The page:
Listening to your gut can often be a source of good information. The information we receive comes from the subconscious, and when patterns make sense we make connections that can come as an insight, says Jonah Sachs, author of Unsafe Thinking: How To Be Nimble and Bold When You Need It the Most.
“It’s often a source of greatest knowing,” he says. “If you’re in a chess match, for example, and you’ve played for dozens of years, your master intuition is incredibly sharp. You can recognize patterns without being able to articulate them, and you can destroy a novice who has to analyze the board. Intuition separates great leaders from those who are mid level.”
But intuition is a double-edged sword because sometimes it’s actually bias. In his book Thinking Fast and Slow, Daniel Kahneman explores the idea that bias is indistinguishable from intuition, says Sachs.
“We think we know, but are we knowing because we recognize a special pattern or is it more of, ‘Hey, that person looks like me or talks like me, so their idea must be good’?” he says. “Sometimes sources look good because they look familiar. You need to decide if it’s bias dressed as intuitive insight.”
This is especially prevalent in the world of venture capital. A Silicon Valley investor will look at a business plan, the market, and outside data, but will often make a decision based on gut feelings about the entrepreneur, says Sachs. “That’s why [male entrepreneurs] get $34 for every $1 that women [entrepreneurs] get,” he says. “That’s an example of intuitive insight becoming biased thinking. When confronted, investors are interested but chose not to change because they didn’t want to leave what they perceive as intuition behind.”
How to distinguish bias from intuition
Intuition is like genius insight that belongs at the front of the line of our consideration, but we shouldn’t blindly follow it. “Put it up to testing and validation as much as another idea,” says Sachs. “Look for evidence that the idea might be wrong. If you can’t find that evidence, it might be right.”
Ask yourself where the intuition might be coming from. “Does this look like something I’ve seen before?” asks Sachs. “If so, it’s a warning sign that it’s not intuition, but bias thinking.”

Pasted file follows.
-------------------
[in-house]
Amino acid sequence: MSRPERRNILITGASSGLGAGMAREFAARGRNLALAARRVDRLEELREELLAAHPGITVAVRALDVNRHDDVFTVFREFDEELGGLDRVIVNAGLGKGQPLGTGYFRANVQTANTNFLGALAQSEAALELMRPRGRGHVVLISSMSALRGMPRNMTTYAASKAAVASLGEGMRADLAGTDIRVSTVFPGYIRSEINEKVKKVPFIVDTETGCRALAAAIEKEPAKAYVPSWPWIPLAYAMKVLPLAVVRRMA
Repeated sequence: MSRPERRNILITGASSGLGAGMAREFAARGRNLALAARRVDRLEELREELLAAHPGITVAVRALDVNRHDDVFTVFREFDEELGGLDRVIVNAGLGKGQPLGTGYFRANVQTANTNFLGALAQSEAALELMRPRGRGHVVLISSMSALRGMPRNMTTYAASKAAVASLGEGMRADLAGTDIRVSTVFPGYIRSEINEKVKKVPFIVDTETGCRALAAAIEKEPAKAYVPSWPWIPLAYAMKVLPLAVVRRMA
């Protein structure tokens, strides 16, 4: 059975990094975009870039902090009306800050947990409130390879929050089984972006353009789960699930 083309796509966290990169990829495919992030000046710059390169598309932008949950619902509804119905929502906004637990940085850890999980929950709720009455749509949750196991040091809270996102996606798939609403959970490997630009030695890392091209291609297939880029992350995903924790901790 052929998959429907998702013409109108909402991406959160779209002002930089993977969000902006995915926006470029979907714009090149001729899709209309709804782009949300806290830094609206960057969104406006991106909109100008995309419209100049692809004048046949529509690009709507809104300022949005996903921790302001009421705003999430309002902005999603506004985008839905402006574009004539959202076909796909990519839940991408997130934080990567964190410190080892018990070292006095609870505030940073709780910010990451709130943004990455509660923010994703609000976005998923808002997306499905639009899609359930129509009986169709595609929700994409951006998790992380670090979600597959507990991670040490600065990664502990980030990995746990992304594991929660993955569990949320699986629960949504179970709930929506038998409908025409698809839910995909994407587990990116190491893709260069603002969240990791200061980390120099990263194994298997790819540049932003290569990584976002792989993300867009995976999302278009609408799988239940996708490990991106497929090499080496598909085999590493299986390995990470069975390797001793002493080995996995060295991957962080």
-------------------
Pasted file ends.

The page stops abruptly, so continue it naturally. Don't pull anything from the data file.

Finally, try to understand where the intuition was educated. “The environment should have as much feedback as possible,” says Sachs. “Chess is a great example, because you get feedback on decisions quickly, and you can learn to trust your intuition. Venture capital takes a long time to gather information with a lot of factors. You should be more suspicious of your intuition in that case because there’s more to question.”
Challenge your bias
To challenge your bias and improve your intuition, look to ideas that are counterintuitive, suggests Sachs. “That’s where you can find new markets and make buzz-worthy ideas if you can believe something’s true,” he says. “People who come up with most counterintuitive ideas expose themselves to different inputs.”
If you live in a foreign country, spending time with people who are different from you or look at different sets of data, things that will become obvious and intuitive to you will look counterintuitive to others, says Sachs. “It’s not opposite of intuition; it’s intuition from another angle,” he says.
You don’t have to leave home to expand your frame of reference. Harvard psychologist Mahzarin Banaji changed her computer screensaver to flash images of people who counter stereotypes, such as short bald men who are executives, says Sachs. “What might such a screensaver that flashed images of successful women entrepreneurs be worth to venture investors who can’t quite intuitively grasp that many women make excellent company founders?” asks Sachs.
If we’re always exposed to the same kind of information, we’re always confirming our intuition, says Sachs. “Expose yourself to different environments,” he suggests. “You might see your bias break down or your intuition get better. Expanding the quality and diversity of things you take in sharpens intuition and keeps you out of dead and obvious thinking.”